Cells six through sixteen were either normal cells or single cylinder cells. Cell 6A and 6B had their operator consoles outside the engine room; they were by 7A and 7B, which had consoles inside the engine room. We did a lot of the roller cam development in Cell 6B and 7A.
Cell 13 was in the middle of that building, and that’s where he ran a lot of the Hemi stuff, because it was a 10,000 RPM dyno. Cells 12, 13, 6A, and 7B were all higher RPM dynos; it cost a little more. Because they were higher RPM dynos, they were used for the Hemi. Back in the early 1960s, Bill Weertman and Al Adams came up with the idea of testing engines by matching the demands made on the engine during an actual race.
Ed Poplawski ran the 355 Pro Stock engine (for drag racing) in Cell 16-6A [a similar engine, also at 355 cid, was later used in NASCAR and even later in the IROC series. The 355 was used by Ted Flack and Howard Comstock in their Dart Sport dragster]. Cell 16 had four test cells contained wtihin it, not unlike the water brake durability area.
Cell 12 was a Hemi cell, also. Forest Petcock ran that; once he moved on to supervision, there was a need for a cell to do catalytic converter testing. So, they converted cell 12 into a cat room to do cat testing. Cell 13 was kept to run whatever Hemis he had going on, still.
Then, they ran the last Hemi in ’78 or ’79… it must have been probably ’78 some point in time, maybe you know, middle or late ’78. Ken Heatlie was the operator. He was around for a long time, a sharp guy. He loved model airplanes, that was his hobby.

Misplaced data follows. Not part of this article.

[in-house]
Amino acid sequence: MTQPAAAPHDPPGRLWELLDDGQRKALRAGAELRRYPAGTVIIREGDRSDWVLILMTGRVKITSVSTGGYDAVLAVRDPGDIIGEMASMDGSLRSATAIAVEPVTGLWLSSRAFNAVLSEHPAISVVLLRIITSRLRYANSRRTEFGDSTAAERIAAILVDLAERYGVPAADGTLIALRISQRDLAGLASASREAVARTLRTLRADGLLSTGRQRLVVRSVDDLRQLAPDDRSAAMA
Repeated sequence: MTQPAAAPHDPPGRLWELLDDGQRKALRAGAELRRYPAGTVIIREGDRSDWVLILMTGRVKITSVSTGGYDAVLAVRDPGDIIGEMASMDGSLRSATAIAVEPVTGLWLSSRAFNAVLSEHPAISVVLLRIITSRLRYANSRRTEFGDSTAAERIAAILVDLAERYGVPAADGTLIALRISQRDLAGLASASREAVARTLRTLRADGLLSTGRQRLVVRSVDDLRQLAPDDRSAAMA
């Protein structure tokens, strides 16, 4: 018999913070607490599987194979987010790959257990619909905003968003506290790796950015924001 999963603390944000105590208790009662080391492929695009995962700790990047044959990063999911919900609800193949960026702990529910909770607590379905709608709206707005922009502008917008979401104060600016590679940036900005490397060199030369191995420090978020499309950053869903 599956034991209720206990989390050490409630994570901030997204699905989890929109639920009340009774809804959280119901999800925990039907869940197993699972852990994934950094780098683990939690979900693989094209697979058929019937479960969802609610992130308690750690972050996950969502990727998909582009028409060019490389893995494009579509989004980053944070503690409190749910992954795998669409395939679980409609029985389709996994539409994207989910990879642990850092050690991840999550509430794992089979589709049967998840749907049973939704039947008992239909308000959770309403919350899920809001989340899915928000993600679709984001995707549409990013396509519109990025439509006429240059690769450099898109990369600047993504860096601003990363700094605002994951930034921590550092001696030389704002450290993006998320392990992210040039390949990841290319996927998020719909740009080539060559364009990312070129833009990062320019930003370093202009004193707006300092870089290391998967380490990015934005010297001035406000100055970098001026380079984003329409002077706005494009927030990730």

Why were they running Hemis in ’78?
There might have been some other Hemi things going on, as far as racing goes, but they weren’t using them in NASCAR any more. So, he went to a smaller block then, but there was something still going on Hemi wise, and there was a need for them to run it still.
There was some point when he ran the engine for the last time. I was there when they ran that engine. Me and four other guys were in the test cell. Thirteen was in the center of the building, that became our little hang out room, our coffee and doughnut room. You know, in the morning you get together, and a lot of guys who were involved in racing, you would meet there in the morning and talk about it… especially on Monday morning, you would talk about what happened at the race, the weekend, like it was either NASCAR race or drag racing.
A lot of guys were involved in racing, so they kept up with it, and so they would hash over what happened on the weekend. But there again things were toning down with the Hemi stuff, so less talk went on there. But that was our hang out room, and we’d harass Ken quite a bit on things, and a lot of shenanigans going on.